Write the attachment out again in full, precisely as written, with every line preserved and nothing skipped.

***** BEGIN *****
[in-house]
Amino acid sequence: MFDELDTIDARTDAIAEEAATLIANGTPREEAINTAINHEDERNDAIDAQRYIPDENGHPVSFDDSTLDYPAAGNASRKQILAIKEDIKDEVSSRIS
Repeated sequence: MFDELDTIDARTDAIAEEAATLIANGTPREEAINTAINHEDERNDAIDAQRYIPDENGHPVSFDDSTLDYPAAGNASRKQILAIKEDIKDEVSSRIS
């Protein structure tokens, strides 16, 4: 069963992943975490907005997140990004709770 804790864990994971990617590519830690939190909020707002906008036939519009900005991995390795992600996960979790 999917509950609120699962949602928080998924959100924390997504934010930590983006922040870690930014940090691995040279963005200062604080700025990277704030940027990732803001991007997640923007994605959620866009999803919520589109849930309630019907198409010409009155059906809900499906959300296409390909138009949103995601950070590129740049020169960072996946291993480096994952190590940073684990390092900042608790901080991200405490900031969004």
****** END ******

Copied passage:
[in-house]
Amino acid sequence: MFDELDTIDARTDAIAEEAATLIANGTPREEAINTAINHEDERNDAIDAQRYIPDENGHPVSFDDSTLDYPAAGNASRKQILAIKEDIKDEVSSRIS
Repeated sequence: MFDELDTIDARTDAIAEEAATLIANGTPREEAINTAINHEDERNDAIDAQRYIPDENGHPVSFDDSTLDYPAAGNASRKQILAIKEDIKDEVSSRIS
């Protein structure tokens, strides 16, 4: 069963992943975490907005997140990004709770 804790864990994971990617590519830690939190909020707002906008036939519009900005991995390795992600996960979790 999917509950609120699962949602928080998924959100924390997504934010930590983006922040870690930014940090691995040279963005200062604080700025990277704030940027990732803001991007997640923007994605959620866009999803919520589109849930309630019907198409010409009155059906809900499906959300296409390909138009949103995601950070590129740049020169960072996946291993480096994952190590940073684990390092900042608790901080991200405490900031969004």